Toward achieving persistent behavior change in household water conservation

Toward achieving persistent behavior change in household water conservation

Vivek, Deepak Malghan, Kanchan Mukherjee

Publication: Proceedings of the National Academy of Sciences of the United States of America (PNAS)

Researchers from IIMB conducted a multi-year study, amongst the first anywhere in the world, that used behavioural interventions alone to influence household water conservation that persists over the long term.  The research was conducted by Vivek, a recent PhD graduate, Deepak Malghan, Associate Professor of Public Policy, and Kanchan Mukherjee, Professor of Organizational Behaviour, and published recently in the prestigious journal, PNAS (Proceedings of the National Academy of Sciences of the United States of America).

Achieving persistence in conservation behaviour has been a central but elusive goal in behavioural research. The authors report a field experiment that implemented a habit change intervention in a residential community in Bengaluru. “Humans are creatures of habit. When people act in a particular way repeatedly, such as taking a shower every day, they do it in an automatic mode without much conscious thought. That is why attempts to persuade people to conserve water, by appealing to their better sense, have had limited success. People may get influenced by these messages temporarily, but force of habit eventually takes over and behaviour change is short-lived,” said Kanchan Mukherjee.

This experiment implemented a framework for habit change, where automatic, unconscious behaviour, like leaving the tap on while taking a shower or brushing teeth, was first brought into one’s conscious awareness through appropriate messaging. This, coupled with water-saving tips, helped consumers cut back on wastage of a crucial resource. The intervention, which lasted only five weeks, yielded 15-25% reduction in household water consumption. More importantly, the effect lasted for the entire observation period of two years after the intervention was stopped, establishing the potential of using behavioural methods to achieve significant long-term reduction in water consumption.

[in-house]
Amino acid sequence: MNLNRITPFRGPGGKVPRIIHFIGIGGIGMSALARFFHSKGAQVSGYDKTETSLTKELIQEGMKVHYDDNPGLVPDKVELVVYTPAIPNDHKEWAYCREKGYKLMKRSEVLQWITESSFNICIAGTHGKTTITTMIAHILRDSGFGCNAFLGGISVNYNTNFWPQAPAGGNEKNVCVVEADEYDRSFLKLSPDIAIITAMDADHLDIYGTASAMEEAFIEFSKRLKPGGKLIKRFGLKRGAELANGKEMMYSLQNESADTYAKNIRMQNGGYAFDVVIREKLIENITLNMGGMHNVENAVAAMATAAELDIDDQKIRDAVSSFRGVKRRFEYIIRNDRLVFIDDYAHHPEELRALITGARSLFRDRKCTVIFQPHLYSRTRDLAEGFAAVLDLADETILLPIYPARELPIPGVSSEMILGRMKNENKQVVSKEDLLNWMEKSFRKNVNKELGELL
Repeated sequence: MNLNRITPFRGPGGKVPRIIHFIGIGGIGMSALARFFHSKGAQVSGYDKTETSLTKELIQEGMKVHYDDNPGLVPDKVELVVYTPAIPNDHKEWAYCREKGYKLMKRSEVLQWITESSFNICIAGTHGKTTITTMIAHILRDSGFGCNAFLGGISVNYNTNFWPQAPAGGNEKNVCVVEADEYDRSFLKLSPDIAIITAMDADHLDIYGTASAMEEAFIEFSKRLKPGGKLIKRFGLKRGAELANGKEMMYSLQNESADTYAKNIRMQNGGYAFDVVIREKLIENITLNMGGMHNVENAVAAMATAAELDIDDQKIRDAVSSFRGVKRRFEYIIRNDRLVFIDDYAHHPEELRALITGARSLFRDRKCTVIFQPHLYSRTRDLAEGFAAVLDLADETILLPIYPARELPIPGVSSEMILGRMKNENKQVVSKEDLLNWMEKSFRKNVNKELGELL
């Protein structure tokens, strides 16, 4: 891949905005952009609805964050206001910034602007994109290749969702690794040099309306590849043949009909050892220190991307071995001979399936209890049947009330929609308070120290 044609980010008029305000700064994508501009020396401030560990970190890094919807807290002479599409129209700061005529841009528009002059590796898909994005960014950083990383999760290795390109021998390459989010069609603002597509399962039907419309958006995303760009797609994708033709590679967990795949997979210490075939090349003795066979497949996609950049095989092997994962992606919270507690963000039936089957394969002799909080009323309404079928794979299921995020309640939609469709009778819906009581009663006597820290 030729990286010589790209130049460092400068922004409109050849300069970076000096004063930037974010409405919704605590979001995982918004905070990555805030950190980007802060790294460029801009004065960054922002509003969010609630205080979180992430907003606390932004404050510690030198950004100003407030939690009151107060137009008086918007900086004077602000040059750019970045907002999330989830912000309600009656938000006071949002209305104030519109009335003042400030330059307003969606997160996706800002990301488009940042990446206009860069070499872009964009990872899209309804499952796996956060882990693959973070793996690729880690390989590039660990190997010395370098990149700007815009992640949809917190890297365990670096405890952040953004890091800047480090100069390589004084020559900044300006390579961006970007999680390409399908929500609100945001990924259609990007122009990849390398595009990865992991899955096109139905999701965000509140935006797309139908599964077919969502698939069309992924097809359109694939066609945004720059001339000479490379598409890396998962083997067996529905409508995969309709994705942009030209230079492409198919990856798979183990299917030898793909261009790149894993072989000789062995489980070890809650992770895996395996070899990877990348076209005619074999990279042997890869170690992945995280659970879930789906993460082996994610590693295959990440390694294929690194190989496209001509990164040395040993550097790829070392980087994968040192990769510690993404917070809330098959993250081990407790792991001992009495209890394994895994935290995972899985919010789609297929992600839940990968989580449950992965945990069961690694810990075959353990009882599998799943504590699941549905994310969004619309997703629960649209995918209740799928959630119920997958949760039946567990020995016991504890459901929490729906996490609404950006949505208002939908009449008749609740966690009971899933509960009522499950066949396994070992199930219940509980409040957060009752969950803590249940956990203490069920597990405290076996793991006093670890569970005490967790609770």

The messaging consisted of three incremental parts – A. daily water usage information for each family; B. a water usage goal (i.e., a per-person limit) and feedback on usage vis-à-vis goal; and C. easy water saving tips using images. The households were randomly divided into three test groups and a control group. The three test groups received one of only part A, parts A and B or all three parts of the information. The households that received all three parts (Group 3) conserved most water compared to the control group and persisted at the reduced level of water usage for the entire observation-period. As expected, the other two treated groups responded less favourably, and their smaller initial response vanished over time. The results suggest that Group 3 households changed their habits through goal-based motivation to change, made easier by the water saving tips.

The results are very promising for demand management using behaviour change techniques. Such interventions can be a powerful tool to address growing freshwater scarcity in cities. “These findings also expand the scope of behavioural interventions to numerous other settings, such as in the larger environment and resource sectors, without the political and social difficulties associated with price-based policies,” said Deepak Malghan.

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